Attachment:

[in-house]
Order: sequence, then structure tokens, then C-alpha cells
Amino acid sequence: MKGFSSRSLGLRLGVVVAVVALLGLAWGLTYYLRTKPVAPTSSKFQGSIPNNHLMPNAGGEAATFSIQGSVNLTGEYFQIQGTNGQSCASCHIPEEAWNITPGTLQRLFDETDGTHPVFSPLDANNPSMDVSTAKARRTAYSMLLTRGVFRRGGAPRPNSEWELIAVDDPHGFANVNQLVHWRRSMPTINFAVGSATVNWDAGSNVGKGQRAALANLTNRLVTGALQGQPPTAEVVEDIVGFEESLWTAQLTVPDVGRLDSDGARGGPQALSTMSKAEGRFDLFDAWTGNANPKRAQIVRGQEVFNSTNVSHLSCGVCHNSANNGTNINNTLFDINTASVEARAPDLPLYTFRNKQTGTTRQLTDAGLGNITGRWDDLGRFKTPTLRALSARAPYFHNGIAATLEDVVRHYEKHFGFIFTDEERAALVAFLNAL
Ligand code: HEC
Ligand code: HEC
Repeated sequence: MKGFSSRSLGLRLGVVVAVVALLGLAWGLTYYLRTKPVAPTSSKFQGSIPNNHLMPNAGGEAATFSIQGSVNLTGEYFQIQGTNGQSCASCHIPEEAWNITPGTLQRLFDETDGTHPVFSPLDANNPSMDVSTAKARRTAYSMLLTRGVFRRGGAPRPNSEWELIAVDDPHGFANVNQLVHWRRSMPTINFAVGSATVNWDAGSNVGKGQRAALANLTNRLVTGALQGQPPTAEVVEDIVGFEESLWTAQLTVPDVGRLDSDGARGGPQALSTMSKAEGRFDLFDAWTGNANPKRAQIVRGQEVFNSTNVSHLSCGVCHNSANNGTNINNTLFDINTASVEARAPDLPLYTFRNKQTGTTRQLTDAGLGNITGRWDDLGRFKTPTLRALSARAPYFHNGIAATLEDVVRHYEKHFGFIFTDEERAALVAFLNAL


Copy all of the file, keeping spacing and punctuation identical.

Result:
[in-house]
Order: sequence, then structure tokens, then C-alpha cells
Amino acid sequence: MKGFSSRSLGLRLGVVVAVVALLGLAWGLTYYLRTKPVAPTSSKFQGSIPNNHLMPNAGGEAATFSIQGSVNLTGEYFQIQGTNGQSCASCHIPEEAWNITPGTLQRLFDETDGTHPVFSPLDANNPSMDVSTAKARRTAYSMLLTRGVFRRGGAPRPNSEWELIAVDDPHGFANVNQLVHWRRSMPTINFAVGSATVNWDAGSNVGKGQRAALANLTNRLVTGALQGQPPTAEVVEDIVGFEESLWTAQLTVPDVGRLDSDGARGGPQALSTMSKAEGRFDLFDAWTGNANPKRAQIVRGQEVFNSTNVSHLSCGVCHNSANNGTNINNTLFDINTASVEARAPDLPLYTFRNKQTGTTRQLTDAGLGNITGRWDDLGRFKTPTLRALSARAPYFHNGIAATLEDVVRHYEKHFGFIFTDEERAALVAFLNAL
Ligand code: HEC
Ligand code: HEC
Repeated sequence: MKGFSSRSLGLRLGVVVAVVALLGLAWGLTYYLRTKPVAPTSSKFQGSIPNNHLMPNAGGEAATFSIQGSVNLTGEYFQIQGTNGQSCASCHIPEEAWNITPGTLQRLFDETDGTHPVFSPLDANNPSMDVSTAKARRTAYSMLLTRGVFRRGGAPRPNSEWELIAVDDPHGFANVNQLVHWRRSMPTINFAVGSATVNWDAGSNVGKGQRAALANLTNRLVTGALQGQPPTAEVVEDIVGFEESLWTAQLTVPDVGRLDSDGARGGPQALSTMSKAEGRFDLFDAWTGNANPKRAQIVRGQEVFNSTNVSHLSCGVCHNSANNGTNINNTLFDINTASVEARAPDLPLYTFRNKQTGTTRQLTDAGLGNITGRWDDLGRFKTPTLRALSARAPYFHNGIAATLEDVVRHYEKHFGFIFTDEERAALVAFLNAL